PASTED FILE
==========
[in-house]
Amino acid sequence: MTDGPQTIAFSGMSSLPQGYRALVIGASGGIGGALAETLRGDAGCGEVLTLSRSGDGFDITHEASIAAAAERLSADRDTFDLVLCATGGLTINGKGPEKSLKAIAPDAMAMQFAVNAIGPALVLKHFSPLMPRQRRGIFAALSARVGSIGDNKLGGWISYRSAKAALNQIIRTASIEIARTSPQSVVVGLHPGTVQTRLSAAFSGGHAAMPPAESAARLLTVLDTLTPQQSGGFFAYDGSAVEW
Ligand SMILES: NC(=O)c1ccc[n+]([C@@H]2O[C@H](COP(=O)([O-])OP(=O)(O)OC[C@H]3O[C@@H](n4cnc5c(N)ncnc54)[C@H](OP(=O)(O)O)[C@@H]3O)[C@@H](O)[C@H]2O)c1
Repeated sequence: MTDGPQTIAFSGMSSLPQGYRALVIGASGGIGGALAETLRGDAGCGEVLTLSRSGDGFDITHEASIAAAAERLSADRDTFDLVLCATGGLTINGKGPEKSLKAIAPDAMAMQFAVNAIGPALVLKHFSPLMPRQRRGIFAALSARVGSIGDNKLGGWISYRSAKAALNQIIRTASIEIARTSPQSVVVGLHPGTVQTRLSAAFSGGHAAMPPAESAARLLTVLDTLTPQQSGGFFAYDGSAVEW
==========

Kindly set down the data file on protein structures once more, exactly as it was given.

[in-house]
Amino acid sequence: MTDGPQTIAFSGMSSLPQGYRALVIGASGGIGGALAETLRGDAGCGEVLTLSRSGDGFDITHEASIAAAAERLSADRDTFDLVLCATGGLTINGKGPEKSLKAIAPDAMAMQFAVNAIGPALVLKHFSPLMPRQRRGIFAALSARVGSIGDNKLGGWISYRSAKAALNQIIRTASIEIARTSPQSVVVGLHPGTVQTRLSAAFSGGHAAMPPAESAARLLTVLDTLTPQQSGGFFAYDGSAVEW
Ligand SMILES: NC(=O)c1ccc[n+]([C@@H]2O[C@H](COP(=O)([O-])OP(=O)(O)OC[C@H]3O[C@@H](n4cnc5c(N)ncnc54)[C@H](OP(=O)(O)O)[C@@H]3O)[C@@H](O)[C@H]2O)c1
Repeated sequence: MTDGPQTIAFSGMSSLPQGYRALVIGASGGIGGALAETLRGDAGCGEVLTLSRSGDGFDITHEASIAAAAERLSADRDTFDLVLCATGGLTINGKGPEKSLKAIAPDAMAMQFAVNAIGPALVLKHFSPLMPRQRRGIFAALSARVGSIGDNKLGGWISYRSAKAALNQIIRTASIEIARTSPQSVVVGLHPGTVQTRLSAAFSGGHAAMPPAESAARLLTVLDTLTPQQSGGFFAYDGSAVEW